ITHACA, N.Y. — Less than a month after its launch, the Cornell Climate Smart Farming (CSF) Apple Freeze Risk Tool captured a dangerous freeze event on March 5th throughout the Northeast, with temperatures dropping into the single digits and below, putting apple varieties (particularly McIntosh) at risk for upwards of 50% damage. The freeze came on the heels of unseasonably warm temperatures for multiple weeks, causing apples to come out of dormancy earlier than usual, and putting the plants at risk for damage from cold temperatures. The graphic below is the forecast from the tool as of Friday afternoon in Ithaca, NY, giving an advanced warning for apple farmers who may want to take action to protect their crops.
These freeze risk situations are becoming increasingly familiar to farmers, because while warmer days are occurring earlier and more frequently with climate change, freezes are not receding as quickly. The Cornell CSF Program has developed this and other tools in order to promote, through useful information, proactive responses to extreme events such as freeze and drought, which are exacerbated by the changing climate. Navigate to the CSF website (www.climatesmartfarming.org/tools/) to view the Apple Freeze Risk tool, and others such as: a Grape Hardiness and Freeze Risk Tool, a Growing Degree Day Calculator, and a Water Deficit Calculator.
All of the CSF tools are free to use, and are accurate throughout the entire Northeast, from West Virginia to Maine. Each CSF tool uses gridded weather data at approximately a 2.5 x 2.5 mile resolution, allowing users to put in a specific zip code, address, or latitude/longitude in order to zoom to their chosen location. The tools were developed through collaboration with researchers and programmers at the Northeast Regional Climate Center (nrcc.cornell.edu), and any questions regarding them can be directed to the Cornell Climate Smart Farming Program (www.climatesmartfarming.org/contact/) or the authors of this article. Contact your local Cooperative Extension Specialist or the Cornell CSF Extension Team (www.climatesmartfarming.org/climate-smart-farming-extension-team/) for specific questions about on-farm or crop-specific best management practices and strategies as well.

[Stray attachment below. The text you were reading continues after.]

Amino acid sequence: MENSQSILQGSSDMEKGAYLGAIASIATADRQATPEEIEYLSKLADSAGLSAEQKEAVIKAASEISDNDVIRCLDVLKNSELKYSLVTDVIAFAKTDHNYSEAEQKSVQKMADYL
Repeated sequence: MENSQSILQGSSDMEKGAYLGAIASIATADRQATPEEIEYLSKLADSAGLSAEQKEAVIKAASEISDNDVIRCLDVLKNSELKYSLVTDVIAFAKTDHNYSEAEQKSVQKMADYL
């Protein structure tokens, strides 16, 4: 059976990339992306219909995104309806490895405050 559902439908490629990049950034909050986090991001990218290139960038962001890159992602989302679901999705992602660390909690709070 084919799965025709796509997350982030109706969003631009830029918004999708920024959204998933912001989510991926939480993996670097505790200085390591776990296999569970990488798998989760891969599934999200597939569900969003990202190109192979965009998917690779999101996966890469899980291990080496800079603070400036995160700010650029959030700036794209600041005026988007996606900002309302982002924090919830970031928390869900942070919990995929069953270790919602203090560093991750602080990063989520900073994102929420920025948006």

—Cornell Institute for Climate Smart Solutions (CICSS)
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